Rise in workers on furlough could suggest ‘lack of confidence’ in economy

Shoppers are returning to Ipswich's town centre - but not in the numbers seen before the lockdown.

Shoppers are returning to Ipswich's town centre - but not in the numbers seen before the lockdown. Picture: SARAH LUCY BROWN - Credit: Archant

The number of workers on furlough across Suffolk has rocketed this month as 11,600 more people are registered for the government scheme during than last month.

In June there were a total of 85,700 people registered on the Job Retention Scheme (JRS) in Suffolk, but that number has risen to 97,300 in July.

The government scheme pays 80% of worker’s wages up to £2,500 and will be phased out from September before coming to an end in October.

On average, 30% of the 332,800 workers in the county are on furlough with Bury St Edmunds and Waveney seeing the biggest monthly increases of 8% respectively.

In Ipswich there are now 15,200 people on furlough, 15,800 in Bury St Edmunds and 12,800 in Central Suffolk and North Ipswich.

In South Suffolk and Suffolk Coastal there are 12,300 workers on the scheme in each constituency, 15,900 in West Suffolk and 13,900 in Waveney.

Ipswich has seen the lowest increase over the month with just a 2% rise.

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James Lay, business advisor and partner at Larking Gowen, said he is surprised by the rise in claims as there is just ‘no logic’ to the numbers.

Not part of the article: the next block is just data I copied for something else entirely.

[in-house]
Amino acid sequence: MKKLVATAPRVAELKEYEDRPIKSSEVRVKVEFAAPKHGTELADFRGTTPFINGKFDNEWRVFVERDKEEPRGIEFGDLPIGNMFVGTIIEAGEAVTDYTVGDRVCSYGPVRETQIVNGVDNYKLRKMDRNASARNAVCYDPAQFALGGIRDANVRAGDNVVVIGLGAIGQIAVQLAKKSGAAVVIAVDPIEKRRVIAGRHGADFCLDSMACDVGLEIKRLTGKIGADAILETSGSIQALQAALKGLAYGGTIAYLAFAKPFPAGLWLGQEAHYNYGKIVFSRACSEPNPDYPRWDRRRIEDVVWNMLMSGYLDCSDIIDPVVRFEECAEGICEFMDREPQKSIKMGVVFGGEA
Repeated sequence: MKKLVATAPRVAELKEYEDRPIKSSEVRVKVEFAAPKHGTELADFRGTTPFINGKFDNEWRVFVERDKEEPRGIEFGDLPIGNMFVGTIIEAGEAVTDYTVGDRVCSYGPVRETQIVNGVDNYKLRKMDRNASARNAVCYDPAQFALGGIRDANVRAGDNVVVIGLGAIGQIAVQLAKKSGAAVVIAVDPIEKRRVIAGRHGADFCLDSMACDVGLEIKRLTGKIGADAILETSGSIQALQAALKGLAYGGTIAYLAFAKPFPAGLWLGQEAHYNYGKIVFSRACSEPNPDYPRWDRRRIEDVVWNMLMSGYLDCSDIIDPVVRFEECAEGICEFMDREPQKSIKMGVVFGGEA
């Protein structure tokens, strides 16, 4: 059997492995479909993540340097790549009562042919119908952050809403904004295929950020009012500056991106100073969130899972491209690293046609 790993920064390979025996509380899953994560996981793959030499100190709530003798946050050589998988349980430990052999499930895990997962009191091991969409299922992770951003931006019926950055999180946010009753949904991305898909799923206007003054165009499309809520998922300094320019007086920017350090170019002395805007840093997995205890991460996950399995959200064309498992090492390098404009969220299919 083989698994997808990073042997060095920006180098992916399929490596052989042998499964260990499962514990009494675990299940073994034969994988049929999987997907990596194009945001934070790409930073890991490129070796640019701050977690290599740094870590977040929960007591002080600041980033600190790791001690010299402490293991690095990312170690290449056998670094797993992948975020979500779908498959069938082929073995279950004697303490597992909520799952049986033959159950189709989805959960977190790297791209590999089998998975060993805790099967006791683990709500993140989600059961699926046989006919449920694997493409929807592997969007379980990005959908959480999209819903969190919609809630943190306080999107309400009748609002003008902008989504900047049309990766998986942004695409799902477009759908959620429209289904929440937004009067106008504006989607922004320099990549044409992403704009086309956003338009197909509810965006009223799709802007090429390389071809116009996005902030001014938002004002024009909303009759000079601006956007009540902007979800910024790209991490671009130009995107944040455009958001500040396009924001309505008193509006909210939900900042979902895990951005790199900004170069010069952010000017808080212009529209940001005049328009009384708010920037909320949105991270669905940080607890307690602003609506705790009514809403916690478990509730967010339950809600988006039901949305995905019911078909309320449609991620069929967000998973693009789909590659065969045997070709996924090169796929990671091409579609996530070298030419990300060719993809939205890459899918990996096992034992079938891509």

“These figures ought not to be new people as the cut off for the scheme was some weeks ago in June,” he explained.

“I would have expected as bars and retailers reopened there would be a fall in furlough numbers as more staff are employed but perhaps it is businesses who want to make use of the scheme before October when the charges will occur.

“It shows there is perhaps a lack of confidence in the economy.”

Chris Starkie, chief executive of New Anglia Local Enterprise Partnership, said he was not surprised by the latest figures.

Mr Starkie said: “Not every company chose to furlough staff straight away, but as trading conditions have become difficult more will have opted to take advantage of the scheme.

“While we have seen a number of redundancies announced in the past few weeks, consultation periods mean we may not see the impact of further job losses until later this summer or even the autumn.

“Following the reopening of the High Street in early July and the wider easing of lockdown, we would expect to see number of people on furlough reduce over the coming months. Also, although the furlough scheme continues until the autumn, firms will have to make a contribution towards workers’ wages, making it less attractive.”